As the new millennium begins, predictions about the future of languages are proliferating. Two models that have strong political popularity – i.e. ‘free-market’ theory of unfettered capitalism and ‘green’ theory of ecological protection – correspond to two linguistic geostrategies: the race for ‘market share’ among the governments representing the major international languages and the protection of endangered languages undertaken by linguists and by those interested in linguistic human rights. On the one side are aligned the British Council and the Haut Conseil de la Francophonie; on the other, the Linguistic Society of America and MERCATOR (among many others). These two strategies are based on many linguistic presuppositions that are rarely if ever put to the test, even by linguists: the individuality of languages, the equality of languages, the evolution of languages, etc. These notions derive, ultimately, from theories concerning what is natural, and what is not, in linguistic behaviour. The two linguistic geostrategies mentioned above both make use of a strong theory of the so-called ‘Sapir–Whorf’ hypothesis, according to which languages impose limits on the ways in which their speakers conceptualise the world. For the free-market theorists of global language strategy, this theory would justify the domination of the great international languages as a kind of natural selection. English would be the language of capitalism, French – as was often claimed during the French Revolution – the language of republicanism, or in more recent times as the language of human values.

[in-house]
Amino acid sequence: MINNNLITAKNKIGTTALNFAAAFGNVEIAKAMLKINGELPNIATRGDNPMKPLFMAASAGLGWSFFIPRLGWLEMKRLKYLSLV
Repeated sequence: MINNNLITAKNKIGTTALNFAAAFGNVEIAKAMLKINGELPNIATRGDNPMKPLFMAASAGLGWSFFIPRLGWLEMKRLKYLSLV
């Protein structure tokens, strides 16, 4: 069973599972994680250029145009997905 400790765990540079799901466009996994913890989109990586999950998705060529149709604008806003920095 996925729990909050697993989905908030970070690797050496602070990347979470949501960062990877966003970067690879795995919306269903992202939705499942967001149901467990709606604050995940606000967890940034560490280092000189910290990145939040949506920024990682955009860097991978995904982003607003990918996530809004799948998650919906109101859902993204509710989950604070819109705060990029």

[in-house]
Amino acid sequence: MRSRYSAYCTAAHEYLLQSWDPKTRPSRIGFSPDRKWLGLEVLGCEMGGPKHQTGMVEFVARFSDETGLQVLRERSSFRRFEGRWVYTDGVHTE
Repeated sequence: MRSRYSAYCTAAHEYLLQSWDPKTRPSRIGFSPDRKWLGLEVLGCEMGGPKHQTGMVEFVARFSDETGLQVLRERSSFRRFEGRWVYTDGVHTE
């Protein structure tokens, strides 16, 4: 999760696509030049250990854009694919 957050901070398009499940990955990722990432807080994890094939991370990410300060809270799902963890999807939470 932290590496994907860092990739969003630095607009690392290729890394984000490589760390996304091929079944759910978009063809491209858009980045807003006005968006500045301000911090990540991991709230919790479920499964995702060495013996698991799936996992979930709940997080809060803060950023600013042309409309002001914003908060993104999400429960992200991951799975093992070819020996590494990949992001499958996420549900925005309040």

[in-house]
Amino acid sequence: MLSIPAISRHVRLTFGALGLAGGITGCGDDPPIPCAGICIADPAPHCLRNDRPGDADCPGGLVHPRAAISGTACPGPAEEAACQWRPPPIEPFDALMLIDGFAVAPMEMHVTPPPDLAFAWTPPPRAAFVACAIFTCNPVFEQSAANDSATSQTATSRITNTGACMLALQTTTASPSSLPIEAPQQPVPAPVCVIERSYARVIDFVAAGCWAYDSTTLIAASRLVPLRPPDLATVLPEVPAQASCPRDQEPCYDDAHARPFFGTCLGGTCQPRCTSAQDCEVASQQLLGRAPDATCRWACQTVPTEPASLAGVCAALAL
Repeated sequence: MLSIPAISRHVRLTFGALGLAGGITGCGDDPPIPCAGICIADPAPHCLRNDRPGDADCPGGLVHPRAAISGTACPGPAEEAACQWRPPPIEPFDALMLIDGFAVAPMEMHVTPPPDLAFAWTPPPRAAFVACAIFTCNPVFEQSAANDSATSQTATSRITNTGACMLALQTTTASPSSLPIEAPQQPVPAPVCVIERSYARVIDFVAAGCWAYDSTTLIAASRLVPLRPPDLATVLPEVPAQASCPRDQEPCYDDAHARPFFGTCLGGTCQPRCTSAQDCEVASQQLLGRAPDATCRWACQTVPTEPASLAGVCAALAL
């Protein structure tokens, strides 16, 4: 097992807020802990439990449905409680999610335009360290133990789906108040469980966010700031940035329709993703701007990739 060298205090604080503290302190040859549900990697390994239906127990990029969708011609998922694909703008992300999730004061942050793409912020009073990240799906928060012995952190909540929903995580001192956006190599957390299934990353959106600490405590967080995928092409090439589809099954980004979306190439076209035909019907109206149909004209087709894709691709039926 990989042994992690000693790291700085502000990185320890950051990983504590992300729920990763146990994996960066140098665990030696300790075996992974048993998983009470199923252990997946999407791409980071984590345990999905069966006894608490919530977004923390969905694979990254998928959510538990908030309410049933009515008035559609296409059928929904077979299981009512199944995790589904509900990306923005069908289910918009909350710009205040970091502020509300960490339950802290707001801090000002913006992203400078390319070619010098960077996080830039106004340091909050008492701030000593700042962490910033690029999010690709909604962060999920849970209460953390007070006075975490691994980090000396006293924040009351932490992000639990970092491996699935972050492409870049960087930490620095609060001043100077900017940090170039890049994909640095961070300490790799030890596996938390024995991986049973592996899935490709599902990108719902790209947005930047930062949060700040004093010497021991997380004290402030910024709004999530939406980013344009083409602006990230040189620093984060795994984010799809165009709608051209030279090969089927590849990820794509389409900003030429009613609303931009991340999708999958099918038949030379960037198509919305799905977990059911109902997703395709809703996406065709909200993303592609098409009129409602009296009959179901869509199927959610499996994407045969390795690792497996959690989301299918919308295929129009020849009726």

ASJC Scopus subject areas
- Social Sciences(all)